I was speaking with a client a while back about problems he had with a scarcely used home out in the desert. A tree planted over one hundred feet from the home had sent roots that invaded the septic tank and grew up into the pipes until it came out the shower drain. I thought to myself, “That’s one determined and desperate tree!” It struck me that anything, when desperate for the basics needed to survive, with go to great lengths and disregard anything previously considered as unacceptable, to cling to life when no other options are available. As a psychologist and a human being, I had a great admiration for that tree as well as the person telling the story. When denied the possibility of healthy relationship and connection, he had gone far out of the way for sustenance and found it in infidelity and sexual addiction. His actions went against everything he believed in or wanted for himself, but he was dying on the inside and could not see any other option available. Through years of unhealthy relationship patterns, this man had found himself in the middle of a “relational desert” and probably would not be alive today without the “septic tank” of sexual addiction that both sustained and trapped him. This doesn’t endorse his behavior any more than he did, but what else could he do given they the inability to see any other source of life? ¬†Actually, is some sense I look at this desperate bid for life as hopeful since the person has not yet slid down into depression and given up trying.

It’s easy to judge the desperate choices of others, but what have you substituted for a healthy relationship; food, exercise, work, gambling, alcohol, volunteer work, drugs, television, pornography? The list of ways to “medicate” and sustain when in the middle of loneliness is endless. Even in the high achieving, the externally successful culture of Orange County the pressure and opportunity to substitute real living for performance and achievement is high and even praised by others.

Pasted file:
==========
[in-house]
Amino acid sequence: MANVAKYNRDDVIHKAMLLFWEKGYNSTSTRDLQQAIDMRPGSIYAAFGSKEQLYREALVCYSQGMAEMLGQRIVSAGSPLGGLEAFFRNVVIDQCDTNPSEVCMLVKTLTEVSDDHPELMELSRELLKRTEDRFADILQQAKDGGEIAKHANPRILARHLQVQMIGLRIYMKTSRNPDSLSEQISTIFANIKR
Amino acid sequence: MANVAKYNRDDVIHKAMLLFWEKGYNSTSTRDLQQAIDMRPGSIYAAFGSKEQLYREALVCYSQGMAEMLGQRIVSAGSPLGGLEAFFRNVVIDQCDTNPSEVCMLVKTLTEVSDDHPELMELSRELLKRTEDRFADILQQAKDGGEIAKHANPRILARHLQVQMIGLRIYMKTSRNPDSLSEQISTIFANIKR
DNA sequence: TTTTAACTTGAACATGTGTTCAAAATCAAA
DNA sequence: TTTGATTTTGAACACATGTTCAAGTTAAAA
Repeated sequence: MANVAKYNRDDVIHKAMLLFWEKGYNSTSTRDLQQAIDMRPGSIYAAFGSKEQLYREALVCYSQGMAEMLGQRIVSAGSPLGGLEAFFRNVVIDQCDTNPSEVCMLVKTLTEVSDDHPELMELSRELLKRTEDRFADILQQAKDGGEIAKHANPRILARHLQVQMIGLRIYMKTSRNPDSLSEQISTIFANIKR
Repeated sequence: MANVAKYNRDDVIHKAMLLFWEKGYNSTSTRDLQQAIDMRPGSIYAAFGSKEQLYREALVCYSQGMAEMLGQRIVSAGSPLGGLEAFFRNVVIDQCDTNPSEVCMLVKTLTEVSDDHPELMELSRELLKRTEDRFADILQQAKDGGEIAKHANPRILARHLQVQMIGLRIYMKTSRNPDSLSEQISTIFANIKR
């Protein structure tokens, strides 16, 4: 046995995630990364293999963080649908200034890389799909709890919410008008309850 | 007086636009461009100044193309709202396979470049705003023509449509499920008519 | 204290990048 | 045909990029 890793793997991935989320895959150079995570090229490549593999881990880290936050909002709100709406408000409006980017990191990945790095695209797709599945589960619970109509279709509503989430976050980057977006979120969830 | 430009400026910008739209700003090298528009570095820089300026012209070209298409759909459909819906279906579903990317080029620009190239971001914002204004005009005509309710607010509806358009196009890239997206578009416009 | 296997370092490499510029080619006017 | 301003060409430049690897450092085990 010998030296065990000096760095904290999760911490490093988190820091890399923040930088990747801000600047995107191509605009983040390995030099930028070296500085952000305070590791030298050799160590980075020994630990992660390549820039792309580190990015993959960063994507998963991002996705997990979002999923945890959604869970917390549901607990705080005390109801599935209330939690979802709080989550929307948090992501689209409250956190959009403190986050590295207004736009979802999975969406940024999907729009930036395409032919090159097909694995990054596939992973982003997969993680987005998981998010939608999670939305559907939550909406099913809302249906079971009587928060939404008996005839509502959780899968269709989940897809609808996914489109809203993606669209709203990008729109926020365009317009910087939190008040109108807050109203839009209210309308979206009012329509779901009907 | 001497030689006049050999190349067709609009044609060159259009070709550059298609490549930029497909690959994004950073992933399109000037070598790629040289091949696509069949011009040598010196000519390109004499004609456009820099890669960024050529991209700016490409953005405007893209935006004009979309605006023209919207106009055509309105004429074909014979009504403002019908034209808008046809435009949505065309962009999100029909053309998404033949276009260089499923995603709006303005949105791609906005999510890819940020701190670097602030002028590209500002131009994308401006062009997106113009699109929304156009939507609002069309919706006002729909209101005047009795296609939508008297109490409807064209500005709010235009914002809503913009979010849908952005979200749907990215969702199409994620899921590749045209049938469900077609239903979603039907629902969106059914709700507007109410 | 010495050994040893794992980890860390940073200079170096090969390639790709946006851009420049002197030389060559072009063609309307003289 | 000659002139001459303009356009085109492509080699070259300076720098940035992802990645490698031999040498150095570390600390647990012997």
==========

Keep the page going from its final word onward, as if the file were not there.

The real work of change begins when we are able to acknowledge the areas of our life that have become a desert and acknowledge that we are sustaining ourselves with “septic tanks.” The process of removing and retraining these roots takes significant time, just as a tree’s roots don’t grow 100 feet overnight. It involves the uncomfortable process of allowing yourself to be surrounded by people who can pour deeply and continually into you relationally until you are able to put roots down deeply enough to build the network of connections that can sustain you in living, even when you live in a desert.